Since October, I have been working on and off with Luis Mora on a film he’s wanted to make since he came to Japan for the first time earlier this year. We had planned to try and shoot it in a few weekends, but that drastically changed into all weekends and many weekdays/weeknights. Even with a lot of planning, this was a challenge to get done by his deadline. We only got to see a small part of Tokyo but it still came out huge.
Luis’s goal was to tell his story with Japan as a backdrop. I have done plenty of “Tokyo” videos in the past, so I already knew how to deal with that part. The first real challenge for me was filming skating for the first time. I had watched plenty of skating videos over the years, but never had a chance to film any skating. Luis was very specific as to how he wanted the skating filmed, so I had a lot to learn. I’m still filming with him while he is here, so I want to get even more practice.
I have a lot of experience with “new media consulting” but I have never worked with a “new generation vlogger” before. I learned a lot about how youtube works now for people who do it for a living, and I helped him with old school outreach planning and culture gaps. It was a very fulfilling experience overall.
As for the film itself, the GH5 performed wonderfully. We shot most of the film on the Panasonic Leica 42.5mm Nocticron at f/1.2 with a variable ND. We did a few during the day in tight spaces with the Panasonic 12-35mm f/2.8, and a few of the last shots were done with the Voightlander 17.5mm f/0.95. The 4K 60fps along with V-Log did a great job capturing the city colors. I’m super happy with the regular 4K 60fps. Another thing… the GH5 Dual IS and IS Video Lock are INCREDIBLE. I’m willing to bet you can’t tell which shots were on a gimbal and which were not. I mean, the gimbal was amazing in it’s own right, but I had no idea hw good the IS is until I was using it constantly. I used my Beholder DS2A with the DS2 arms when I could, though. Because of the GH5’s IS, even at 42.5mm, I could walk with it and get super smooth video with the Beholder. The only time I had small shakes was in high wind, but Warp Stabilizer smoothed them out to a point where I’m pretty sure you’ll have no idea where I used it. (Except for two shots, which absolutely had to be in the film)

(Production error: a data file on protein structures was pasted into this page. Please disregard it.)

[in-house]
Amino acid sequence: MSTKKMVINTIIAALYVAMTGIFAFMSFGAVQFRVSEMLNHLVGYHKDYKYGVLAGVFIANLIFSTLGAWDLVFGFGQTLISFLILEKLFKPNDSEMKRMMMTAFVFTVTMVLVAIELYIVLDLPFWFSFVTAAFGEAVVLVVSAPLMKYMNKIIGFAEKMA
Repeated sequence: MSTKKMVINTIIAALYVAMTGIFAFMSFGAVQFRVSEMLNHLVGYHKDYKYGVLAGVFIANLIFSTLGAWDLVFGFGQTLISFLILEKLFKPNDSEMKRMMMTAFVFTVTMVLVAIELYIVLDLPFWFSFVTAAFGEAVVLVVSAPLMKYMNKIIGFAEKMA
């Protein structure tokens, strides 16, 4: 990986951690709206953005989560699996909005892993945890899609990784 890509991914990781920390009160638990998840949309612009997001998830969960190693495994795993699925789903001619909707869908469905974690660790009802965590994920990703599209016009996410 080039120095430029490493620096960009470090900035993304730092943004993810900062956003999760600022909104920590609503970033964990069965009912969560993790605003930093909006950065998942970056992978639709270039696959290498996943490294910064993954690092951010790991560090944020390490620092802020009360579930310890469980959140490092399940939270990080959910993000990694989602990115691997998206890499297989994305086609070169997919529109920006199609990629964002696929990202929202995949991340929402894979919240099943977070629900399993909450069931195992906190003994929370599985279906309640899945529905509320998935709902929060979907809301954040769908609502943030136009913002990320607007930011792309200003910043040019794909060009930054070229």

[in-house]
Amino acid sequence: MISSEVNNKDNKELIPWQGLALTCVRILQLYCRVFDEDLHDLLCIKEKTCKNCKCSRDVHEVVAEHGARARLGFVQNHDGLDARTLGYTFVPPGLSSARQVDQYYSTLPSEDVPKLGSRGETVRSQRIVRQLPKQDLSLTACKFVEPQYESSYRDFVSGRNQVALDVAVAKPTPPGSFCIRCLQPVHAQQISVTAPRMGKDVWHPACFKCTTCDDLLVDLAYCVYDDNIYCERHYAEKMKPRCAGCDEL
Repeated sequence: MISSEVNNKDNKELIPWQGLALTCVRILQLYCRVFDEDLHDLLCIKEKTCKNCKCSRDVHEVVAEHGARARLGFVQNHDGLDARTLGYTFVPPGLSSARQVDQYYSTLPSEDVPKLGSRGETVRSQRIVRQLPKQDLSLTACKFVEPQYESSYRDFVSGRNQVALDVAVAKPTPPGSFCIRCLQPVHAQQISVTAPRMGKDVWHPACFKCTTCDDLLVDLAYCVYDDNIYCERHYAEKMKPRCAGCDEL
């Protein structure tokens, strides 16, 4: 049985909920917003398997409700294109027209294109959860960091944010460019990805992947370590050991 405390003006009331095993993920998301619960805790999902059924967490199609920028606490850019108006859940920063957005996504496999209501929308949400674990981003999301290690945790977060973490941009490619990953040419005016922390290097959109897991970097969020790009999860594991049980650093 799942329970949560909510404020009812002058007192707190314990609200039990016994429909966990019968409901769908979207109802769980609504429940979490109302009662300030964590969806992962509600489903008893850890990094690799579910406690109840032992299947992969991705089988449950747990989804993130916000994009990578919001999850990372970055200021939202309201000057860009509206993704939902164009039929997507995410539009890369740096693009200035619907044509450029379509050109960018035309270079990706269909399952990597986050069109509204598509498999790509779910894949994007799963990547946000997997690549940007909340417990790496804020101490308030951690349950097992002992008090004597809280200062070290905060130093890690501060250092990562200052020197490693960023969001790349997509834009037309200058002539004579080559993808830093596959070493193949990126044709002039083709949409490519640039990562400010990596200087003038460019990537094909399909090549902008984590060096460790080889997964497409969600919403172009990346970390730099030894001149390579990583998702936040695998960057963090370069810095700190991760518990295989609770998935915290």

Lastly, I’m a firm believer in the message of the film. I may not be where I want to be in life overall, but I have never given up doing what I want to do. As long as you don’t stop trying, no matter how little or how long it takes, you never know what you’ll accomplish.
I look forward to working with Luis more and have a lot of my own projects coming as well! Stay tuned!
I use to watch a lot of Youtube. Use to, as in I have been so busy lately that I am really far behind and had to unsub form a few channels just to keep the backlog down. I found Luis from one of the many skate channels I watch and noticed he was coming to Japan. Checked out his videos, really liked them, and hit him up on instagram to see if he needed any help filming here.
He responded and we hit it off well. We started planning some shoots and I met him at his first big event in Japan at Mortar Skate Shop.
This shoot had some issues. I am still getting use to the camera/gimbal combo and it’s limitations. I won’t get into the details, but I wish I had filmed it differently. It was a lesson learned and he was still happy with the overall result. It’s still a great little edit.
We continued working together, and eventually planned a music video shoot for his friend Jerell (coming soon). We have already shot it, but I have been too busy to edit it. I can’t wait to get that project out there.
The big project that we’ve been doing is a short film called “Tokyo Dreams”. I won’t give too much info on it now, but we have already filmed HOURS of footage and still have a bit to go. It’s one of the biggest projects I have done in years and the video is looking to be some of the best stuff I have ever shot. There’s a little preview in his most recent vlog.